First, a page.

Thus, the viewer must confront a powerful notion. A computer simulation can be a better human being than a flesh-and-blood person, in some cases.

The Thirteenth Floor sees Hall awaken in the real world -- of 2024 AD -- and assume David’s life as (presumably) a biological being and not a simulated person. This Pinocchio, in other words, achieves the dream of becoming a real boy.  

But the glorious thing about this journey is not necessarily Hall’s transition to 2024 -- and the golden-lit paradise the film portrays there - but all the questions we must ask, even if the film doesn’t raise them explicitly.

Specifically, how can any of us be sure we are living in the real world? 

How does Hall know that he has now arrived in concrete reality, and not in a simulation?  He asks Jane at one point, how many simulated worlds there are, and she replies, with no further elaboration, “thousands upon thousands.” 

Could 2024 be one of those thousands? Could our world be just another simulation, one created by the inhabitants of some other reality or universe? 

Surprisingly, perhaps, that very idea is one that is still debated and argued in science today, and so The Thirteenth Floor reflects this key question about creation.  How can we know that we are in the real universe? 

 And more so, does it even matter if we’re not?

I think, therefore I am.  That’s all that matters, right?

Although it is never a driving film in terms of pace or acting, I appreciate how The Thirteenth Floor keeps tossing out these little, meaningful clues about the nature of reality. Haysbert’s detective, McBain, for example, notes an advertisement he likes about apartments in the downtown city area.  Those advertisements declare “You can be home already.”  

In a sense, that’s a key phrase in the film. Those who travel between 1937 Los Angeles, 1999 Los Angeles and the 2024 version of the same city never actually leave their homes in any physical sense.  They “jack in” (in the terminology of the film) but stay home the entire time they voyage.

Like The Matrix does, The Thirteenth Floor also diagrams a kind of virtual reality meaning for the phenomenon of “Déjà vu.” In The Matrix, an instance of deja vu meant that the machines were re-ordering reality; it was a glitch.  In The Thirteenth Floor, simulated characters experience déjà vu when meeting people who they had only previously encountered when “possessed” by visitors from other realms. Although their consciousness wasn’t present for that meeting, some part of their mind nonetheless remembers, and experiences the sensation of déjà vu.

The most memorable shot in the film, and one featured on some posters -- thus ruining the surprise, I suppose -- involves what Douglas Hall and D’Onofrio’s character, Ashton, each find at the “end of the road” literally and metaphorically in their worlds.  

They see the equivalent of a grid; the wall or boundary of their simulation.  It’s not “here be dragons,” but rather, here be the end of everything.  The world is finite, and constructed not by God, but by scientists. Everything you know is made up.

The Thirteenth Floor is also clever in the way it maintains Hall’s innocence throughout the story. A murderer from the “real world” of 2024 inhabits his body for periods, resulting in memory loss, and proving a perfect corollary for the noir standards of amnesia, or alcoholic black-out.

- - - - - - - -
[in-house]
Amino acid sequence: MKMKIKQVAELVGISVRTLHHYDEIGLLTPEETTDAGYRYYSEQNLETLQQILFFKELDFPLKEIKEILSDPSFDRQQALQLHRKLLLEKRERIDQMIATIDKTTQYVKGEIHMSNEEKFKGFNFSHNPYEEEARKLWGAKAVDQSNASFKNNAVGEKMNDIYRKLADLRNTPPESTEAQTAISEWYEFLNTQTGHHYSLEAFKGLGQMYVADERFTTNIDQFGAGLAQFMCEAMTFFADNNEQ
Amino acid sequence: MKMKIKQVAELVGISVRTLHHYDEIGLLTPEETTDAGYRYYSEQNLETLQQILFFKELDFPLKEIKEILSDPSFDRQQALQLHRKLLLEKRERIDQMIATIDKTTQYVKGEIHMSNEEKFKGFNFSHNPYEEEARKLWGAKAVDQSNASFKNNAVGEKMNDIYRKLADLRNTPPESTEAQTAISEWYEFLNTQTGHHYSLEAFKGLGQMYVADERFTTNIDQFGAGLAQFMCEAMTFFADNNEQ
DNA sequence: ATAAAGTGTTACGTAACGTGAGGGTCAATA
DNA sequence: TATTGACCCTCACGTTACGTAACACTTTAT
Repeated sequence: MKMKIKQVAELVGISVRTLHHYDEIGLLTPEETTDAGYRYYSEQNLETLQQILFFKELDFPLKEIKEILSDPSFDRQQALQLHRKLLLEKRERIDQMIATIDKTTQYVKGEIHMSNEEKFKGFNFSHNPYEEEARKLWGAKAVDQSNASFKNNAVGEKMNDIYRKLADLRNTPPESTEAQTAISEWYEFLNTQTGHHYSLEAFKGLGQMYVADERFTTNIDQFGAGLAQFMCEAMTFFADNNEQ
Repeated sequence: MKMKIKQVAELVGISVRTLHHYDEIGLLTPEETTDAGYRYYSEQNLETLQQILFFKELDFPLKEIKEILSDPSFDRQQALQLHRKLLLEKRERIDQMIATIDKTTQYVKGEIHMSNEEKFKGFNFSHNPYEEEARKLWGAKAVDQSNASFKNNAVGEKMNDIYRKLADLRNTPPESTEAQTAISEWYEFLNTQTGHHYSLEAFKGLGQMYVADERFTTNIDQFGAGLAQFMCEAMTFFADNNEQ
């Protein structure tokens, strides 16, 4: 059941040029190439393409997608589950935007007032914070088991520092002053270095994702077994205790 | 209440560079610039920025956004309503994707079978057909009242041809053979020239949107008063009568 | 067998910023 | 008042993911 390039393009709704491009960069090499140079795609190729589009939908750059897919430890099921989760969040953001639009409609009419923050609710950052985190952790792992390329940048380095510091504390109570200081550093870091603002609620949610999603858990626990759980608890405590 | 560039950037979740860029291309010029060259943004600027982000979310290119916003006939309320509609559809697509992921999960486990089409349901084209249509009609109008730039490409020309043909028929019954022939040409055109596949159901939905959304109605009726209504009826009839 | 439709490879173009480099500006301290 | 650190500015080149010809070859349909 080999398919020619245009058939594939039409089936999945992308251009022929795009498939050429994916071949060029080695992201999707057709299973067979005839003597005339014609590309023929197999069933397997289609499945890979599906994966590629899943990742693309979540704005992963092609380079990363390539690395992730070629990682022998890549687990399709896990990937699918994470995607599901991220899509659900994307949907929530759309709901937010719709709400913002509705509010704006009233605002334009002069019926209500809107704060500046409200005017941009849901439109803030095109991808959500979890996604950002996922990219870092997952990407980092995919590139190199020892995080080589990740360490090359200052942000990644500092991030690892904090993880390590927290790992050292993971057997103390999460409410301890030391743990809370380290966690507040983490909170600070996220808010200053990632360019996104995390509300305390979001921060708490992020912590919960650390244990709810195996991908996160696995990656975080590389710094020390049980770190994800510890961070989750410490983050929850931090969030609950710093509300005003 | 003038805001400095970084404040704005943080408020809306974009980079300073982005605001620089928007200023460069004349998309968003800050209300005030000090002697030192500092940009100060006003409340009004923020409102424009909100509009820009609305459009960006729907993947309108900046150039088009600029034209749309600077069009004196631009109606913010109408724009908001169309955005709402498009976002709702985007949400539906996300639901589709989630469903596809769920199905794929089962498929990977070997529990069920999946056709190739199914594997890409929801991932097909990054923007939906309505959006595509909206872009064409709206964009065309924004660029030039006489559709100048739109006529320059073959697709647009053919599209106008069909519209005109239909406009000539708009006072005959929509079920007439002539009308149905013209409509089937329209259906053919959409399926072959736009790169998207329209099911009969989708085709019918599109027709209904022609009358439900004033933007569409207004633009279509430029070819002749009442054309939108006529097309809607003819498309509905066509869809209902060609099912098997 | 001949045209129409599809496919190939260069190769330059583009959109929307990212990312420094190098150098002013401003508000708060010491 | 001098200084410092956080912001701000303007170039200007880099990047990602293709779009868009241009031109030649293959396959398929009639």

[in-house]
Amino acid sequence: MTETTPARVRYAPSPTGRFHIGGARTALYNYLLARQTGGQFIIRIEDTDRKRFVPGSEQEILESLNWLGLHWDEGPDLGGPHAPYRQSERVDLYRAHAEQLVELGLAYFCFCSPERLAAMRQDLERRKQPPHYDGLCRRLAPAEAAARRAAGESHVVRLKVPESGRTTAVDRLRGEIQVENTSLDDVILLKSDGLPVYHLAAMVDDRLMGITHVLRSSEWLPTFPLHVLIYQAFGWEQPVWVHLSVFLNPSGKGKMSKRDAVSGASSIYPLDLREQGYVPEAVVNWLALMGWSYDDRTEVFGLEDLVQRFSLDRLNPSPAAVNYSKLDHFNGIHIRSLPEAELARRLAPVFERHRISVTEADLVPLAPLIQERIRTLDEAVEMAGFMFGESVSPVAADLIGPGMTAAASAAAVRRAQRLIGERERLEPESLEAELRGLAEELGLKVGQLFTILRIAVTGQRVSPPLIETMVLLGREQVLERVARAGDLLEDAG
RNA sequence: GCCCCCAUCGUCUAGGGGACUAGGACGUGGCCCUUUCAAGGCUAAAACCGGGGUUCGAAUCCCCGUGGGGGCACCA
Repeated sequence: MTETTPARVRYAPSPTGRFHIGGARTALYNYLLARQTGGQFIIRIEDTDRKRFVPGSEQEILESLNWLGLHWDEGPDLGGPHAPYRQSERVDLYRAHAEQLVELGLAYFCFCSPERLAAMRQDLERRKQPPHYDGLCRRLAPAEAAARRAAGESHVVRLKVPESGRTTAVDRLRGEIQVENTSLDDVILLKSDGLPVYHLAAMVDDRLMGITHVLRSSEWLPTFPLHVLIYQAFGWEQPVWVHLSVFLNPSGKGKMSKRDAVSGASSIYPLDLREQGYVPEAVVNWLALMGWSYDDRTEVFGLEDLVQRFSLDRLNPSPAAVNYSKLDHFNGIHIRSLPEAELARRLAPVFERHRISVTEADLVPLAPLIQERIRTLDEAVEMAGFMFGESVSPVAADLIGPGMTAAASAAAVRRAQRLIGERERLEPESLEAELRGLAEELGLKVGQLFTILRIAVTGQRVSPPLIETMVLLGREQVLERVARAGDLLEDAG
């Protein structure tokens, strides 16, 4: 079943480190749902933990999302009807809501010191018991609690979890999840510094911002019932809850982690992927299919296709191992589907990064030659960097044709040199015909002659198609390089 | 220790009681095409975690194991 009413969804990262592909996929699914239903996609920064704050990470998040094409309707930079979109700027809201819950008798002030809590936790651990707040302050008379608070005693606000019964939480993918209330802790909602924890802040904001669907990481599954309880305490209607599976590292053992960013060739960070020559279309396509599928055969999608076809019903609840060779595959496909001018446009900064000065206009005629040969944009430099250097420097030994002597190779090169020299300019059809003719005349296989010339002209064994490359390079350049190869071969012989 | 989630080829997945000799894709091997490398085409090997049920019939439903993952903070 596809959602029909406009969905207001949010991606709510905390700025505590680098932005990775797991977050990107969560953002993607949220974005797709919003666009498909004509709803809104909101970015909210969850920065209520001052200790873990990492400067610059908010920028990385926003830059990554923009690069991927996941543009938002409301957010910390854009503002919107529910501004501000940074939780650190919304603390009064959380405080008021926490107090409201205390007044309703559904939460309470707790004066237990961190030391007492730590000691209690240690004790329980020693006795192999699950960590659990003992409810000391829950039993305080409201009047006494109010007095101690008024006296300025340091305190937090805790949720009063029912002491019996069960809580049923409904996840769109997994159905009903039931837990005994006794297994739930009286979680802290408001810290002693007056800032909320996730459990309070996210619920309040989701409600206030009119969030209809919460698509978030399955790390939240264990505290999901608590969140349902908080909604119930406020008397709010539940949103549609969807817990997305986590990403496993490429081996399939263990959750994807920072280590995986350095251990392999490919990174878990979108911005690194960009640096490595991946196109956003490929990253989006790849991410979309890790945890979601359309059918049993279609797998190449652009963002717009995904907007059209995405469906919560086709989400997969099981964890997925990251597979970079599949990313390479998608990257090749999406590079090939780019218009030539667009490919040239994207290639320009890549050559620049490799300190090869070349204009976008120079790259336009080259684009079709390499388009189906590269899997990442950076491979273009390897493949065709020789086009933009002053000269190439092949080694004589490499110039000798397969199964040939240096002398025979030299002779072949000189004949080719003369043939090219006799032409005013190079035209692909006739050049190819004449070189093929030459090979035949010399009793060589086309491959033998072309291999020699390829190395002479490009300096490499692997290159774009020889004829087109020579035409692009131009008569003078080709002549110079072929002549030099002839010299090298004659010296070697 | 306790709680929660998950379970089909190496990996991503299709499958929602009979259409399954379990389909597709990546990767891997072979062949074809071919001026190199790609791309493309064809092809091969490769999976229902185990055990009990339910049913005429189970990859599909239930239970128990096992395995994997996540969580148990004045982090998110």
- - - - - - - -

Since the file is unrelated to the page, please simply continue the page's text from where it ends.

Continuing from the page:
Hall can thus be both killer and investigator; just as Jane can be both innocent and knowing, simultaneously in need of romantic rescuing, and manipulative at the same time. Consider the end of the film and ask yourself about Jane’s motives.  

Has she arranged much of what we see in the film, simply to rid herself of the “soul” in her husband’s body?  

That’s one possible reading, certainly. Jane ends the film with everything that she wants, and -- in keeping with the idea of "engineered" realities -- one must ask exactly what kind of architect of realities she truly is.

Cleverly, The Thirteenth Floor also draws parallels between the world it depicts and the world of motion pictures and television.  Hall and Ashton, for instance, discuss the similar nature of their realities (both simulations, as it turns out), while an old black-and-white movie plays on a TV nearby.  

So, by visual connection, their world is no more real than the movie is. Instead, movies and the simulations share in common the idea of “smoke and mirrors” as Hall notes.  Our world is one on top of another (movies), just as Jane’s world (2024) is atop both Ashton’s (1937) and Hall’s (1999), to use the movie’s vernacular. Featuring a movie in the background while characters discuss layers of reality is just one nice self-reflexive touch in the film.

By exploring consciousness and its very nature, and by using the film noir format to do so, The Thirteenth Floor demands respect, and engagement. It may not be a "wow" film like The Matrix is, but it remains, nonetheless, one of those genre treasures that succeeds as a work of art, and richly rewards repeat viewings.


  1. Well, I must say it was nice to wake up and find a thoughtful article on one of my favorite films waiting for me today. Though I did find the mention of Dark City a bit odd. Not to say I don't enjoy that one, it's another of my favorites. More that, for films from the late 90s, I would have thought eXistenZ was more in line with the theme of simulated realities.

  2. Love this article, and this movie. Another great analysis. For Star Trek fans reading this, I think the TNG episode "Ship In a Bottle" is worth checking out. This movie always reminded me of that episode.